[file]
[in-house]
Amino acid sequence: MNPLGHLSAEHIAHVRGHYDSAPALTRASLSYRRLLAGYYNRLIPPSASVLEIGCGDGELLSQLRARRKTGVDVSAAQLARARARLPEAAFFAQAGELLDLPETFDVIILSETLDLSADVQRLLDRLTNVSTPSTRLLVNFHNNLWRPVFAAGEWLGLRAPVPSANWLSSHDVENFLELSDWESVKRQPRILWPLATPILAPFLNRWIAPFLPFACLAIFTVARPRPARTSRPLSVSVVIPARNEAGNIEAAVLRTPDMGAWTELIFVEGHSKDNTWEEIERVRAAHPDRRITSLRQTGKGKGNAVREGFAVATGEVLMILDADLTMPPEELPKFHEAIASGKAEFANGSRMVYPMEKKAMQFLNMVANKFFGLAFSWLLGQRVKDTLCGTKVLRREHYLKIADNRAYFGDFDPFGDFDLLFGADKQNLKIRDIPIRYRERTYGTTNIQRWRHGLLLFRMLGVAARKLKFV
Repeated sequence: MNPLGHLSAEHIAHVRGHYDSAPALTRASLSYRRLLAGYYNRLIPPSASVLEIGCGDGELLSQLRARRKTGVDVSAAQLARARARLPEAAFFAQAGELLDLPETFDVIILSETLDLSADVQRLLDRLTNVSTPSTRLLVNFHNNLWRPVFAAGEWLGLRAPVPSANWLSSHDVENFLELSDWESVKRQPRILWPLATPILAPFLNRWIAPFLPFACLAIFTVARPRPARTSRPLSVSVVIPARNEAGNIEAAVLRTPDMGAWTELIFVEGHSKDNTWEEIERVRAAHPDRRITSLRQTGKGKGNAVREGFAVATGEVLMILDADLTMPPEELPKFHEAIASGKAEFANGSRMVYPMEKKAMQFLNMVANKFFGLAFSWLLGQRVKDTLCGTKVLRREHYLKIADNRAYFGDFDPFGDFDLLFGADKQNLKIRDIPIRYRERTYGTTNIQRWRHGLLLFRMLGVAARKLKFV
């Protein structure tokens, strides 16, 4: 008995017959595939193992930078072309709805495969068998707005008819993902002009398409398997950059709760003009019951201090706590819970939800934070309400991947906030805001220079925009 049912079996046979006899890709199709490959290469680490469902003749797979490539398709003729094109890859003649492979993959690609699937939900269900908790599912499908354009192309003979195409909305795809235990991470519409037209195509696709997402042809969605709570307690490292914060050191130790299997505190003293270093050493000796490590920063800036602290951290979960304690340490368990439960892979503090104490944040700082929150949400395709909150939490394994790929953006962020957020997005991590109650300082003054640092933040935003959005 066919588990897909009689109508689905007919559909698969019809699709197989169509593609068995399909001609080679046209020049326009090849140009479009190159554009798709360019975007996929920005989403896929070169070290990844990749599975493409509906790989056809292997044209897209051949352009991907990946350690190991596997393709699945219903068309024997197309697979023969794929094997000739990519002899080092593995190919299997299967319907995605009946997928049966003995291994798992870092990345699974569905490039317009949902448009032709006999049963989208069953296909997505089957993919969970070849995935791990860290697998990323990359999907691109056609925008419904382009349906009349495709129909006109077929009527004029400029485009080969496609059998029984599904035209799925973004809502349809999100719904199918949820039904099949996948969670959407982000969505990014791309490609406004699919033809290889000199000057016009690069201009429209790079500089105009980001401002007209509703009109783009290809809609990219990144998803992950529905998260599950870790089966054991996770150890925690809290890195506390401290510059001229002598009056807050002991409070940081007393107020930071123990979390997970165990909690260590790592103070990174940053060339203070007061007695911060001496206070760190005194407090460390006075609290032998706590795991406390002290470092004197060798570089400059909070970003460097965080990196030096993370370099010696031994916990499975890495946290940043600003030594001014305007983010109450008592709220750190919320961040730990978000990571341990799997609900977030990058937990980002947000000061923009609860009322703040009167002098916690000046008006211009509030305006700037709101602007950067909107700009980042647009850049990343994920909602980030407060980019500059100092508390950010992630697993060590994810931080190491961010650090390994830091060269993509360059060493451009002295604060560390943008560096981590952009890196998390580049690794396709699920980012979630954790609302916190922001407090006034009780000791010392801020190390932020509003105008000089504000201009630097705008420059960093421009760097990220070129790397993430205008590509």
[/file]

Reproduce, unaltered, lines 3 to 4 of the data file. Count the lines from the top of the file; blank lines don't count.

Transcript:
Repeated sequence: MNPLGHLSAEHIAHVRGHYDSAPALTRASLSYRRLLAGYYNRLIPPSASVLEIGCGDGELLSQLRARRKTGVDVSAAQLARARARLPEAAFFAQAGELLDLPETFDVIILSETLDLSADVQRLLDRLTNVSTPSTRLLVNFHNNLWRPVFAAGEWLGLRAPVPSANWLSSHDVENFLELSDWESVKRQPRILWPLATPILAPFLNRWIAPFLPFACLAIFTVARPRPARTSRPLSVSVVIPARNEAGNIEAAVLRTPDMGAWTELIFVEGHSKDNTWEEIERVRAAHPDRRITSLRQTGKGKGNAVREGFAVATGEVLMILDADLTMPPEELPKFHEAIASGKAEFANGSRMVYPMEKKAMQFLNMVANKFFGLAFSWLLGQRVKDTLCGTKVLRREHYLKIADNRAYFGDFDPFGDFDLLFGADKQNLKIRDIPIRYRERTYGTTNIQRWRHGLLLFRMLGVAARKLKFV
């Protein structure tokens, strides 16, 4: 008995017959595939193992930078072309709805495969068998707005008819993902002009398409398997950059709760003009019951201090706590819970939800934070309400991947906030805001220079925009 049912079996046979006899890709199709490959290469680490469902003749797979490539398709003729094109890859003649492979993959690609699937939900269900908790599912499908354009192309003979195409909305795809235990991470519409037209195509696709997402042809969605709570307690490292914060050191130790299997505190003293270093050493000796490590920063800036602290951290979960304690340490368990439960892979503090104490944040700082929150949400395709909150939490394994790929953006962020957020997005991590109650300082003054640092933040935003959005 066919588990897909009689109508689905007919559909698969019809699709197989169509593609068995399909001609080679046209020049326009090849140009479009190159554009798709360019975007996929920005989403896929070169070290990844990749599975493409509906790989056809292997044209897209051949352009991907990946350690190991596997393709699945219903068309024997197309697979023969794929094997000739990519002899080092593995190919299997299967319907995605009946997928049966003995291994798992870092990345699974569905490039317009949902448009032709006999049963989208069953296909997505089957993919969970070849995935791990860290697998990323990359999907691109056609925008419904382009349906009349495709129909006109077929009527004029400029485009080969496609059998029984599904035209799925973004809502349809999100719904199918949820039904099949996948969670959407982000969505990014791309490609406004699919033809290889000199000057016009690069201009429209790079500089105009980001401002007209509703009109783009290809809609990219990144998803992950529905998260599950870790089966054991996770150890925690809290890195506390401290510059001229002598009056807050002991409070940081007393107020930071123990979390997970165990909690260590790592103070990174940053060339203070007061007695911060001496206070760190005194407090460390006075609290032998706590795991406390002290470092004197060798570089400059909070970003460097965080990196030096993370370099010696031994916990499975890495946290940043600003030594001014305007983010109450008592709220750190919320961040730990978000990571341990799997609900977030990058937990980002947000000061923009609860009322703040009167002098916690000046008006211009509030305006700037709101602007950067909107700009980042647009850049990343994920909602980030407060980019500059100092508390950010992630697993060590994810931080190491961010650090390994830091060269993509360059060493451009002295604060560390943008560096981590952009890196998390580049690794396709699920980012979630954790609302916190922001407090006034009780000791010392801020190390932020509003105008000089504000201009630097705008420059960093421009760097990220070129790397993430205008590509």